What are the best smartwatches for cycling and why are they more useful than a dedicated cycling computer? Here's what you need to know
When it comes to training, a lot of cyclists wouldn’t think to look beyond a cycling computer mounted on their bars. However, smartwatch technology improvements have made these wrist-based power houses so much more than just mirrors for your mobile phone.
Whether it’s Garmin or Sunto, FitBit or Samsung there are an enormous amount of smartwatch options available, and many of them are able to help you track your overall fitness, via metrics like resting heart rate, as well as what you do on the bike. But it’s important that cyclists get what’s right for them.
For many people, cycling is just one of an array of sporting hobbies they have, and dropping a couple hundred quid on a computer that does one purpose doesn’t make a great deal of sense when you can do the same on a watch that covers all bases. So, with that in mind, here’s our guide to the best smartwatches for cycling.
Best smartwatches for cycling
The best options are those watches that are “multi-sport”, meaning they can track running, swimming, cycling and a boat load of other sports, too. This obviously becomes particularly important if you race triathlons.
While you can record a cycling activity with a standard running smartwatch, when you save the activity it’ll save it as a run and probably in running metrics too (for example pace per mile/kilometre). This means you’ll have to manually edit all your data post activities.
Garmin Forerunner 935 £469
Garmin’s range topping Forerunner watch comes with stacks of performance pushing features, but, at £469, with a price tag to match.
In terms of its sensors, it comes with a barometer, altimeter, thermometer and built in compass and heart rate monitor. Garmin claim its battery life is two weeks in watch mode, 24 hours in GPS mode or 40 hours in UltraTrac – Garmin’s battery saving GPS mode. It uses both Bluetooth Smart and ANT+ to connect to external speed, cadence and power sensors.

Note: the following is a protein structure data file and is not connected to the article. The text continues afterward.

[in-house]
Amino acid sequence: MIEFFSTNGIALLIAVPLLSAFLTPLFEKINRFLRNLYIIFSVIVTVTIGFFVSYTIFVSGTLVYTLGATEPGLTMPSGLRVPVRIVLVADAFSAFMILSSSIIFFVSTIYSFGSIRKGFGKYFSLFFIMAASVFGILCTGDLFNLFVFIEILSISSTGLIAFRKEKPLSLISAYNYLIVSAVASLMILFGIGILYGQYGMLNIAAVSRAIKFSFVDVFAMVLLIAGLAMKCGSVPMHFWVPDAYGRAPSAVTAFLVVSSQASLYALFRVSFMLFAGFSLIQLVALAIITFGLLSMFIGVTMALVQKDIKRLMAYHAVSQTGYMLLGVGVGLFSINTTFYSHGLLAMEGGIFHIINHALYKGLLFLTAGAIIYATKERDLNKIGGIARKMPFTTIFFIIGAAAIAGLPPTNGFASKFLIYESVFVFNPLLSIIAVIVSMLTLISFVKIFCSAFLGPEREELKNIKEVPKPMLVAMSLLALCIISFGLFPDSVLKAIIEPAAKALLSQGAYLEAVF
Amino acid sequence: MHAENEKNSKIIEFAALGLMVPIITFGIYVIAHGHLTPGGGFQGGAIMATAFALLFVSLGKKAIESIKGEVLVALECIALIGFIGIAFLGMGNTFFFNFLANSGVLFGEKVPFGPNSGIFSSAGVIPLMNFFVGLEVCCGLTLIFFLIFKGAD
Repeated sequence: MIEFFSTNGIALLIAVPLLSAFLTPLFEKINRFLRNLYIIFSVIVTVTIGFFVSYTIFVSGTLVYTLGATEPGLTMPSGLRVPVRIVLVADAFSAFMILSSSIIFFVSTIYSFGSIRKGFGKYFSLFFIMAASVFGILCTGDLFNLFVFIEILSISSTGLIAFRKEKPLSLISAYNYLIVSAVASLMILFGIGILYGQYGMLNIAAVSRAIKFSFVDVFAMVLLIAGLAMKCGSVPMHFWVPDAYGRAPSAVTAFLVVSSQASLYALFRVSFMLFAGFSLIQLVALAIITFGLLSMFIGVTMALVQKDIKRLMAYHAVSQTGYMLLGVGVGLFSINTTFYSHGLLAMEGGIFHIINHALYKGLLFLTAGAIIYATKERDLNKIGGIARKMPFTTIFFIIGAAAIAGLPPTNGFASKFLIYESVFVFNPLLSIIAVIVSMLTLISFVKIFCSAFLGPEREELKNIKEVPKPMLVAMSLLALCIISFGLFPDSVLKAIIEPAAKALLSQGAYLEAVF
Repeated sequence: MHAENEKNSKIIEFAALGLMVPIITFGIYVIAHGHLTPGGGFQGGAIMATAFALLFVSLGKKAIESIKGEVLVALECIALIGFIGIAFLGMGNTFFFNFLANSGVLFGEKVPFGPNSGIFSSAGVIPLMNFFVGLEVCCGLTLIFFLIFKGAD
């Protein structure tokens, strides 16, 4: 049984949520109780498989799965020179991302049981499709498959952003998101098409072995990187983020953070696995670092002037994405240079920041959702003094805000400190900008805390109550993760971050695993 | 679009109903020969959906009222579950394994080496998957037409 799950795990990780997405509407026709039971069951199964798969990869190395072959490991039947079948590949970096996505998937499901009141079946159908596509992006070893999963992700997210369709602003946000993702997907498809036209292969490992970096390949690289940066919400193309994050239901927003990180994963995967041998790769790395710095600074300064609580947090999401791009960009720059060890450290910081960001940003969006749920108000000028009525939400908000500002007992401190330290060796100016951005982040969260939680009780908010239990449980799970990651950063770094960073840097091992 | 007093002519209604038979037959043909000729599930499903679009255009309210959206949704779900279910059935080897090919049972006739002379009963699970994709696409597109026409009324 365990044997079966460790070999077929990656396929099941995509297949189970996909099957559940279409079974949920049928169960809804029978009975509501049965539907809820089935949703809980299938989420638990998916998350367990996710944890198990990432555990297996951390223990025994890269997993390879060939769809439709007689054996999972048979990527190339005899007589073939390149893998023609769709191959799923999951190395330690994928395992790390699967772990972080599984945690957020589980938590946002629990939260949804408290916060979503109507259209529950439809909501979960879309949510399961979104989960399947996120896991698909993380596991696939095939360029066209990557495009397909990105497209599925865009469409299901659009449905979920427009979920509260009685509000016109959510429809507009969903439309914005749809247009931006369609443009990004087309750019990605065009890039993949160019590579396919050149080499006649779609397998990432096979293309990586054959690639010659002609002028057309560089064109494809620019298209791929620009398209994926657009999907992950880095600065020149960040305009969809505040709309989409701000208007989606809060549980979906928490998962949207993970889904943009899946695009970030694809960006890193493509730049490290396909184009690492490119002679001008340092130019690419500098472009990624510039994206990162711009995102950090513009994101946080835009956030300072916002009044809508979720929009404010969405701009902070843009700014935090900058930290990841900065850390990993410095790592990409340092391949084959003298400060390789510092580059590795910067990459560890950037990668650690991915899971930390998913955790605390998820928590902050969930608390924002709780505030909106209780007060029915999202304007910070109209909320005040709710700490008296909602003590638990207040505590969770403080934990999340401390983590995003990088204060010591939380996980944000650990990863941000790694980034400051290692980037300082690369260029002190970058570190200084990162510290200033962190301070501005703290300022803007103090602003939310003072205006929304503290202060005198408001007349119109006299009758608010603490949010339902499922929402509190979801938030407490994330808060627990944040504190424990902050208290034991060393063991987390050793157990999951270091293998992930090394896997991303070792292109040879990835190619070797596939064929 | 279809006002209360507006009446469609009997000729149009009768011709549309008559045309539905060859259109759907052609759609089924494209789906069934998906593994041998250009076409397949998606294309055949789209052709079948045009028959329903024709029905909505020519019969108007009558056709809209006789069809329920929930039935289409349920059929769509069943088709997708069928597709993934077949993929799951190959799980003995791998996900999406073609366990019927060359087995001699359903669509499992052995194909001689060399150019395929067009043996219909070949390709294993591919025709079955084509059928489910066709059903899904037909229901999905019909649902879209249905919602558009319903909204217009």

See more at Garmin.com
Suunto Spartan HR £399
The Suunto Spartan HR weighs in at £399, a touch cheaper than the Garmin Forerunner 935. Unlike the Garmin model it sports a big touchscreen as well as buttons on the side.
Suunto claims a battery life of 10 hour in training mode or 40 hours power saving mode which is, on paper at least, a significant drop compared to the Forerunner 935. It’s pre-loaded with 80 sports, and is compatible with some Bluetooth power meters and Suunto’s bike sensors.
See more at Suunto
Garmin Fenix 5 £499
The Garmin Fenix 5 is a watch built to last, coming with a Steel Grip design and a stainless steel bezel, making it determined to survive whatever you throw at it. As you might expect, it comes equipped with all the same sensors as the Garmin Forerunner 935.
On paper, the watch’s battery life is also similar, although it will last for 72 hours in UltraTrac mode, opposed to the 40 hours of the Forerunner. It’s capable of running performance tests, including Vo2 Max and FTP as well as Strava Live segments for when you’re out on the road.
See more at Garmin.com
Fitbit Blaze £159.99
Fitbit and its fitness trackers took the world of daily activity tracking by storm. It followed this with the release of the Fitbit Blaze, a watch that has both multi-sport capability and style in spades.
Unlike the other watches included here, the Blaze needs to piggy-back your phone’s GPS to display any real time stats.
See more at Fitbit
Lezyne Micro C GPS watch £125
With this industrial looking watch, Lezyne has really put one of its cycling computers on you wrist. It’s capable of giving you all of the same performance data as Lezyne’s high end cycling computers can.
It doesn’t have as many pre-loaded sports as the other watches, featuring just cycling, running and hiking. However it does also have basic lifestyle data tracking as well as the ability to partner with power meters and other sensors.
See more at Lezyne
What to look for in a smartwatch
The basics and fitness tracking